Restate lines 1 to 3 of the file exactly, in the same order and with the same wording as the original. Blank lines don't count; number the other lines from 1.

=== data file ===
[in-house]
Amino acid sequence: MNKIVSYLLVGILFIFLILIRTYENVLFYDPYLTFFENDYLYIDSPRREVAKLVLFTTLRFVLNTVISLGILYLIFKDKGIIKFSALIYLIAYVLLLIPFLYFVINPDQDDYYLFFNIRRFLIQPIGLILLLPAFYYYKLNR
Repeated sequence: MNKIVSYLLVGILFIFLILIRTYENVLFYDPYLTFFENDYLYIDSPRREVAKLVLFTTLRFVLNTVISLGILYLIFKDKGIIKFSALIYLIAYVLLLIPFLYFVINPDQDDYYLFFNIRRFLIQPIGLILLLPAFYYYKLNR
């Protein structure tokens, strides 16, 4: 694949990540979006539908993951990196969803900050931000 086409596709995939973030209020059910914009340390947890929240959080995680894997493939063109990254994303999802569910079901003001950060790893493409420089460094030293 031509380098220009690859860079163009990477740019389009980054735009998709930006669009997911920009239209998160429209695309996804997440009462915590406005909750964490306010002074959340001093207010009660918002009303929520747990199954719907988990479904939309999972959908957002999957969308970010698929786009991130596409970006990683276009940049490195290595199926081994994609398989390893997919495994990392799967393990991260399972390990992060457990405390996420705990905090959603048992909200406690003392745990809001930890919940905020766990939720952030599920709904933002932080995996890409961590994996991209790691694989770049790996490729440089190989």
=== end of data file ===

[in-house]
Amino acid sequence: MNKIVSYLLVGILFIFLILIRTYENVLFYDPYLTFFENDYLYIDSPRREVAKLVLFTTLRFVLNTVISLGILYLIFKDKGIIKFSALIYLIAYVLLLIPFLYFVINPDQDDYYLFFNIRRFLIQPIGLILLLPAFYYYKLNR
Repeated sequence: MNKIVSYLLVGILFIFLILIRTYENVLFYDPYLTFFENDYLYIDSPRREVAKLVLFTTLRFVLNTVISLGILYLIFKDKGIIKFSALIYLIAYVLLLIPFLYFVINPDQDDYYLFFNIRRFLIQPIGLILLLPAFYYYKLNR